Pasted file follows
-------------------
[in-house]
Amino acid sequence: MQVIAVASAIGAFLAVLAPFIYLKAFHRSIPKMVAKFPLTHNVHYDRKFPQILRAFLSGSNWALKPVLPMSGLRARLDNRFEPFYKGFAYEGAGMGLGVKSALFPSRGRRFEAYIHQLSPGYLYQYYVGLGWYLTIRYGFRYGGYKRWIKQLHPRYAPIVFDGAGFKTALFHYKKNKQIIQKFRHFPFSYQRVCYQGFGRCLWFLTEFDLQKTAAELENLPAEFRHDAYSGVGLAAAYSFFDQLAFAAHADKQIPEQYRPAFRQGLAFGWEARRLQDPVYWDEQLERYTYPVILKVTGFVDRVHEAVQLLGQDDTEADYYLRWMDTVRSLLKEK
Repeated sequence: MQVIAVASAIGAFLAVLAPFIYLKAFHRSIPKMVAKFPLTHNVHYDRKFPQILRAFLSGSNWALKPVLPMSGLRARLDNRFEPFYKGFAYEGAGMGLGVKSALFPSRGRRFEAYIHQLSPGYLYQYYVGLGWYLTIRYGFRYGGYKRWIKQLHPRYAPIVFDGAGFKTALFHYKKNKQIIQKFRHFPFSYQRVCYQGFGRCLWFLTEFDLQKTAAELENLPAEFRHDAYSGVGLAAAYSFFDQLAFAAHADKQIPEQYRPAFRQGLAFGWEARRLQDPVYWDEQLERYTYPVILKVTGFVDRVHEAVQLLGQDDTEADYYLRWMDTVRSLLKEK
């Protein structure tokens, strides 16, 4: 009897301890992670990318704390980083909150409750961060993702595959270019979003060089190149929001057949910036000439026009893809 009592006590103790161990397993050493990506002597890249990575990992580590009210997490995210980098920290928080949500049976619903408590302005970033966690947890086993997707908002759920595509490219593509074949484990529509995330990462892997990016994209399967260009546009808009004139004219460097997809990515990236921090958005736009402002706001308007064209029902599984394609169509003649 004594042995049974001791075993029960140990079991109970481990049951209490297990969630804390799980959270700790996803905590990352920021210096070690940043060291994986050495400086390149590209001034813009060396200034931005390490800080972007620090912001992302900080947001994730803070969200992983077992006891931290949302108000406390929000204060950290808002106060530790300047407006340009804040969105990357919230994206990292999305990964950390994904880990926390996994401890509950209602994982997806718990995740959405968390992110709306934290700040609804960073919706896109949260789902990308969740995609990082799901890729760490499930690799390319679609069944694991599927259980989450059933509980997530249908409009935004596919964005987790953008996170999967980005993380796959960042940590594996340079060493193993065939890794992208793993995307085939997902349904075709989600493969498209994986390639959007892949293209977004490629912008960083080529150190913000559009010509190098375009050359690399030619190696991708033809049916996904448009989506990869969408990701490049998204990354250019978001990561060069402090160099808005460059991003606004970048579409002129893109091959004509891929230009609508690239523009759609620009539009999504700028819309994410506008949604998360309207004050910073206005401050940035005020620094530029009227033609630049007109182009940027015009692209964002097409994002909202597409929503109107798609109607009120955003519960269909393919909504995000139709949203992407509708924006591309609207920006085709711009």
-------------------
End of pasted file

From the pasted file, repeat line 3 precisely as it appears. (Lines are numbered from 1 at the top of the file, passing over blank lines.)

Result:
Repeated sequence: MQVIAVASAIGAFLAVLAPFIYLKAFHRSIPKMVAKFPLTHNVHYDRKFPQILRAFLSGSNWALKPVLPMSGLRARLDNRFEPFYKGFAYEGAGMGLGVKSALFPSRGRRFEAYIHQLSPGYLYQYYVGLGWYLTIRYGFRYGGYKRWIKQLHPRYAPIVFDGAGFKTALFHYKKNKQIIQKFRHFPFSYQRVCYQGFGRCLWFLTEFDLQKTAAELENLPAEFRHDAYSGVGLAAAYSFFDQLAFAAHADKQIPEQYRPAFRQGLAFGWEARRLQDPVYWDEQLERYTYPVILKVTGFVDRVHEAVQLLGQDDTEADYYLRWMDTVRSLLKEK